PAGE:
Original Research ARTICLE
Spatial separation of Plk1 phosphorylation and activity
- 1Department of Cell Biology, The Netherlands Cancer Institute, Amsterdam, Netherlands
- 2Department of Medical Oncology and Cancer Genomics Center, University Medical Center Utrecht, Utrecht, Netherlands
- 3Laboratory of Cancer Cell Biology, Institute of Molecular Genetics of the ASCR, v. v. i., Prague, Czech Republic
- 4Department of Cell and Molecular Biology, Karolinska Institute, Stockholm, Sweden
Polo-like kinase 1 (Plk1) is one of the major kinases controlling mitosis and cell division. Plk1 is first recruited to the centrosome in S phase, then appears on the kinetochores in late G2, and at the end of mitosis, it translocates to the central spindle. Activation of Plk1 requires phosphorylation of T210 by Aurora A, an event that critically depends on the co-factor Bora. However, conflicting reports exist as to where Plk1 is first activated. Phosphorylation of T210 is first observed at the centrosomes, but kinase activity seems to be restricted to the nucleus in the earlier phases of G2. Here, we demonstrate that Plk1 activity manifests itself first in the nucleus using a nuclear FRET-based biosensor for Plk1 activity. However, we find that Bora is restricted to the cytoplasm and that Plk1 is phosphorylated on T210 at the centrosomes. Our data demonstrate that while Plk1 activation occurs on centrosomes, downstream target phosphorylation by Plk1 first occurs in the nucleus. We discuss several explanations for this surprising separation of activation and function.
Polo-like kinase 1 (Plk1) is an important kinase during the cell cycle. It controls several key processes that drive cells into and through mitosis such as centrosome maturation, spindle assembly, sister chromatid cohesion, cytokinesis, and recovery from a DNA damage-induced arrest (1). To carry out these specific functions, Plk1 is recruited to very specific subcellular sites throughout the cell cycle. Plk1 is predominantly localized at the centrosomes during S-phase, G2, and mitosis. In addition, Plk1 localizes to the kinetochores during G2 and mitosis and at the end of mitosis when the chromosomes segregate Plk1 translocates to the spindle midzone (2). This localization of Plk1 depends on its Polo-box domain that can efficiently bind to pre-phosphorylated substrates (3, 4) and can target Plk1 to its various subcellular localizations in the cell (5–9). Plk1 is first activated in G2, by phosphorylation on its T210-residue (10). The Aurora A kinase is responsible for this phosphorylation event and requires binding of the co-factor Bora in order to be able to phosphorylate Plk1 (11, 12). The notion that Plk1 is activated in G2 is well established; however, the exact location in the cell where Aurora A phosphorylates Plk1 is not clear. Both proteins localize to centrosomes and T210-phosphorylated Plk1 has also been observed at centrosomes (1, 12, 13). However, antibodies targeting T210-phosphorylated Plk1 have been shown to recognize off-target epitopes, making analysis based on these signals ambiguous (14). In addition, measuring Plk1 activity in living cells using a FRET-based biosensor specifically regulated by Plk1 showed that substrate phosphorylation by Plk1 activity is first observed in the nucleus at around 5 h before mitosis, when S-phase is completed, with activity spreading to the cytoplasm approximately 2 h before mitosis (12, 15). A straightforward interpretation of this observation is complicated by the fact that the FRET-based biosensor is diffusible and active transportation of the FRET-based biosensor could contribute to the observed effects. Moreover, the localization of the co-factor Bora is not extensively studied. In Drosophila, where Bora was first identified as a co-factor for Aurora A, it was shown that Bora is located in the nucleus and translocates to the cytoplasm in early prophase (16). However, localization of Bora during the cell cycle in human cells seems to be regulated differently, although this is mainly based on exogenous Bora (17).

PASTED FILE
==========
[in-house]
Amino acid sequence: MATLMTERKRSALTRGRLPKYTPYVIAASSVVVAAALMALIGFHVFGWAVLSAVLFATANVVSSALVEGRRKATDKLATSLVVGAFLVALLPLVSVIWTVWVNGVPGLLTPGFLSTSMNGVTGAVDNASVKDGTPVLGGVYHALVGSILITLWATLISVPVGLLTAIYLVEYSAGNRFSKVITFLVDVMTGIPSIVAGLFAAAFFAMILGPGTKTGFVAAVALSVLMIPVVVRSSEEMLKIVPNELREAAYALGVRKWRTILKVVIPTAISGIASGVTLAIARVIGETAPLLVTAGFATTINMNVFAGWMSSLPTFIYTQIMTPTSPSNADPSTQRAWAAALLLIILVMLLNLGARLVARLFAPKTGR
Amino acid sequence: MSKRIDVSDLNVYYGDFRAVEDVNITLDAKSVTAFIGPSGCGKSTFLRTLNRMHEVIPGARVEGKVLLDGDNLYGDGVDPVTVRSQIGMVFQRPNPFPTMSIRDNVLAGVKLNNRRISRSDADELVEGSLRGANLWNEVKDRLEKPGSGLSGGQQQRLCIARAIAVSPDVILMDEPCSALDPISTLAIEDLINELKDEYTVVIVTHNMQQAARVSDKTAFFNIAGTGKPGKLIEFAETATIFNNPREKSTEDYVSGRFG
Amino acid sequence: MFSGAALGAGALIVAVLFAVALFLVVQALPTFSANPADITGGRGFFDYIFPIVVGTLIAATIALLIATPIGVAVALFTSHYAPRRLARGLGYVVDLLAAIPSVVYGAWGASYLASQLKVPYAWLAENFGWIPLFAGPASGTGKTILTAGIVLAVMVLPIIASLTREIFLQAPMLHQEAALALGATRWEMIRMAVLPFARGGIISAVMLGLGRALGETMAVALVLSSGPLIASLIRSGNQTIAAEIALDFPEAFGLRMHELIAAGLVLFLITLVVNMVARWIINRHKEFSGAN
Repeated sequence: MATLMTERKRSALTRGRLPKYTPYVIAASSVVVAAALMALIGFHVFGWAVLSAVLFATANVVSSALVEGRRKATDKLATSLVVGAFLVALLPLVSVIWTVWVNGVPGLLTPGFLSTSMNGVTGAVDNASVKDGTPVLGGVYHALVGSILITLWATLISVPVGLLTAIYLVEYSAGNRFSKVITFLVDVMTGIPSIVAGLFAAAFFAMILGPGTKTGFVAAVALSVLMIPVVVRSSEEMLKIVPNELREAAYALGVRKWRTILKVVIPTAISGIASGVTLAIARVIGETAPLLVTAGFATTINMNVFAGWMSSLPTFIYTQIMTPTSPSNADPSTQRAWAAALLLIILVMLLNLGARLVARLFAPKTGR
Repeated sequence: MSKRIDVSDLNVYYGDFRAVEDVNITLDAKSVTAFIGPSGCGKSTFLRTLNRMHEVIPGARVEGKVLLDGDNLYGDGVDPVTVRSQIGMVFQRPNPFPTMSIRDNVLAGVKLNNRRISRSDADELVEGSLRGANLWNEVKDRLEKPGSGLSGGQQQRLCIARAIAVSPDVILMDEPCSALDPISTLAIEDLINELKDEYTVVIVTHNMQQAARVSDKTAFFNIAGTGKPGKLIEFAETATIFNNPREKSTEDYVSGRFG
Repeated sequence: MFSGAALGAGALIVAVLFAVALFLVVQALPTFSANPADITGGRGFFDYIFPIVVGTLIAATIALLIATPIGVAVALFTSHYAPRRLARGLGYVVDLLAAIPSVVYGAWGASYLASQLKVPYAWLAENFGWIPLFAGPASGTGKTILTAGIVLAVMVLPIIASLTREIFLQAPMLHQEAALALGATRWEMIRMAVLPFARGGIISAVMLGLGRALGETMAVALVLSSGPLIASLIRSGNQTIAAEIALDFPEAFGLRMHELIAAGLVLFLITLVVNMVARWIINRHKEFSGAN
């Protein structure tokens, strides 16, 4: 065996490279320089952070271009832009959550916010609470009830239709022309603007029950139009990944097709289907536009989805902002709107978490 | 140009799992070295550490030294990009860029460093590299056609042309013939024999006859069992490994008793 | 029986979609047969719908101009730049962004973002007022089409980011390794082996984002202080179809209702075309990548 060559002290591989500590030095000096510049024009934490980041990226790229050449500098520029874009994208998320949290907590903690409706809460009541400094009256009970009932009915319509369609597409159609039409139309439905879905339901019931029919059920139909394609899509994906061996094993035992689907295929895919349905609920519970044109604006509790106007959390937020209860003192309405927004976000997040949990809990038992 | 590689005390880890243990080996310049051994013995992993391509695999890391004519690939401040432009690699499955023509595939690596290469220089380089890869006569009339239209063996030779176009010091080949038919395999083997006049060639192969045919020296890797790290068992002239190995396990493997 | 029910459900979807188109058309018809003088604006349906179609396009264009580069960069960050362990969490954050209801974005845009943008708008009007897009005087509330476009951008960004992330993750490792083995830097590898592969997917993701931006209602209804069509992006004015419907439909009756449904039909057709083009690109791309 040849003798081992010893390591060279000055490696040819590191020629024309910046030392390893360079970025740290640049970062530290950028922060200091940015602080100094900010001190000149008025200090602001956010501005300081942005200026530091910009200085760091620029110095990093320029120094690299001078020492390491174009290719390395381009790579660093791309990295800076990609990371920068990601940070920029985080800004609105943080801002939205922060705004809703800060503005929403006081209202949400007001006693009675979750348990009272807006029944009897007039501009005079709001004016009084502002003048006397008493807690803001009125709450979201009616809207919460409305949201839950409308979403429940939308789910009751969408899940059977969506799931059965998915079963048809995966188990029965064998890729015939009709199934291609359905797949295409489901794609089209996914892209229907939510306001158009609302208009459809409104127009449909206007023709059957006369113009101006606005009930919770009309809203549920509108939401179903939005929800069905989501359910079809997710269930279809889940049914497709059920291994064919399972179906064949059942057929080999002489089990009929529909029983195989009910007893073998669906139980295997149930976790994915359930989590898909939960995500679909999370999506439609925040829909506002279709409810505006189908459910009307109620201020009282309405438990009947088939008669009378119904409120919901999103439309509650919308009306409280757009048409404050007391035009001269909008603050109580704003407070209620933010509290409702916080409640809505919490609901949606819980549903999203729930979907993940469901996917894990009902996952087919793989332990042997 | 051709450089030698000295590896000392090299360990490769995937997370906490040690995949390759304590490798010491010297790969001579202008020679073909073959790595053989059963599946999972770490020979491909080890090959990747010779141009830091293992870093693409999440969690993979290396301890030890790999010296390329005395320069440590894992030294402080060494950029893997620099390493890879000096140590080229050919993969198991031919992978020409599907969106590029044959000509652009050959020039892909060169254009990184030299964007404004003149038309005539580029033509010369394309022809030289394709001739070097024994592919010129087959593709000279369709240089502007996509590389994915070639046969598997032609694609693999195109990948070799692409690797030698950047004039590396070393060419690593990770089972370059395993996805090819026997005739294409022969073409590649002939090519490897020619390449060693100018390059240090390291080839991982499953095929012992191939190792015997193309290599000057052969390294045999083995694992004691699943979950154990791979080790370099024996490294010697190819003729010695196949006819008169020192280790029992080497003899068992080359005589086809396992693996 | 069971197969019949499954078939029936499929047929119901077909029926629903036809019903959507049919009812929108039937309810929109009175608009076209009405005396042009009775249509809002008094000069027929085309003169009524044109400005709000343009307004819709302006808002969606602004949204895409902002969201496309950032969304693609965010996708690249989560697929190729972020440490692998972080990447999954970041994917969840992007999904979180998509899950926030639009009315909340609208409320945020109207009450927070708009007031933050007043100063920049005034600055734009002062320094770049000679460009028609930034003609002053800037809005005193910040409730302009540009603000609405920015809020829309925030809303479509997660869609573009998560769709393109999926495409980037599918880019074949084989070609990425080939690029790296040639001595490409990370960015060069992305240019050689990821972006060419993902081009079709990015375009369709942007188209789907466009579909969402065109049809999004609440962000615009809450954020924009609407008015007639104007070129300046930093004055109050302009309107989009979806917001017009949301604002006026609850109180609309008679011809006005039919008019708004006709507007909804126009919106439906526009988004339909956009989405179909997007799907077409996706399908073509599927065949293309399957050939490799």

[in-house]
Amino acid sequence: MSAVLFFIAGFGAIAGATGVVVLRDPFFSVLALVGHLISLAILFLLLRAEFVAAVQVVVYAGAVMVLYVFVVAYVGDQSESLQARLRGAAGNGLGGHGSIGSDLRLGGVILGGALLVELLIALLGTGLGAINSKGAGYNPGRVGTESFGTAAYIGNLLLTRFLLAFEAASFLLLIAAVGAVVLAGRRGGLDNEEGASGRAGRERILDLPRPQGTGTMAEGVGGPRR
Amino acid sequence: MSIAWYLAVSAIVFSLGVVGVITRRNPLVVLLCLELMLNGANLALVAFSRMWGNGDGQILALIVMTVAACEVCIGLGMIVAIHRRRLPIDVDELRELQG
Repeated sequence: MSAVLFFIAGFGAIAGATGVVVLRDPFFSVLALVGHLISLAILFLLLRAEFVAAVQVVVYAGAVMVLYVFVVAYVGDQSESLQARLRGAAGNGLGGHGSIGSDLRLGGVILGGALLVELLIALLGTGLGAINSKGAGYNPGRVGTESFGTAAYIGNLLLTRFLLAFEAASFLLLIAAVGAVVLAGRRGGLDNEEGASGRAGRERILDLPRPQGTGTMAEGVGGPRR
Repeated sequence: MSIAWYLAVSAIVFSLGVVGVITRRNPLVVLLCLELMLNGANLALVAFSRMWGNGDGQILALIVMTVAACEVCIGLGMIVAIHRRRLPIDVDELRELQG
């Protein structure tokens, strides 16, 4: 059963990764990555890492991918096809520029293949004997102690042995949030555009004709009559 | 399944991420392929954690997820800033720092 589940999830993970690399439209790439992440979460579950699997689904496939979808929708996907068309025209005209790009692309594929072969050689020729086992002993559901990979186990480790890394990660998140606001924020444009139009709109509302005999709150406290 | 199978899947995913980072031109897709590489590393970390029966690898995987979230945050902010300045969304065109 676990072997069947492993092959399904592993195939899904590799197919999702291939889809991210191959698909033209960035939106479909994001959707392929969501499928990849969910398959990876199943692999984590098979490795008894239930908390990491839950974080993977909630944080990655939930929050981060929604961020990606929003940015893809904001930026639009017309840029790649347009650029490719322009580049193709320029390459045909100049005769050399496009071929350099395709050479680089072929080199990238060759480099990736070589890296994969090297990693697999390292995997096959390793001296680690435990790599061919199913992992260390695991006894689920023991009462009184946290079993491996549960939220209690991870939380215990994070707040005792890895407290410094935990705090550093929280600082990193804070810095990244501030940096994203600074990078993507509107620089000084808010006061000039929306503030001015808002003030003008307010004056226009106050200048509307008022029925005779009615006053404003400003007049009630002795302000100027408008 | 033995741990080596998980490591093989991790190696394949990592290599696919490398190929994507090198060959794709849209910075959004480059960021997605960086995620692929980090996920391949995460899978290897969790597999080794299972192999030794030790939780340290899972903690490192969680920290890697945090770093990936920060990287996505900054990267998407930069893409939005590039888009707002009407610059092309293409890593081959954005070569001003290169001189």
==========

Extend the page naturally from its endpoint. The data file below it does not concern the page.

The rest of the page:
Here we show, using a nuclear localized FRET-based biosensor, that initial substrate phosphorylation by Plk1 in the nucleus is not the result of a diffusing FRET-probe, but that substrate phosphorylation by Plk1 initially occurs in the nucleus. However, we find that sequestration of Plk1 in the nucleus prevents phosphorylation of T210. This is in contrast to sequestration of Plk1 to the centrosomes, where Plk1 can get phosphorylated on T210. Thus, our data show that Plk1 is phosphorylated and activated at the centrosome, but Plk1 activity is first seen to rise in the nucleus. We were unable to reconstitute Plk1 function by mutants of Plk1 that strictly localized at the centrosomes or in the nucleus, indicating that Plk1 needs to be able to diffuse from the centrosomes to the nucleus in order to be fully functional. Finally, we show that Bora localizes strictly in the cytoplasm in human cells and Bora degradation is induced approximately 2 h before cells enter mitosis. This degradation does not completely remove all Bora, as we have shown previously, and Bora/Aurora A continue to activate Plk1 also in mitosis (14, 17). Taken together, our data show that Plk1 is activated in the cytoplasm where both Bora and Aurora A are localized; however, translocation of Plk1 to the nucleus seems to be required for the establishment of target phosphorylation, as it is where Plk1 activity first appears.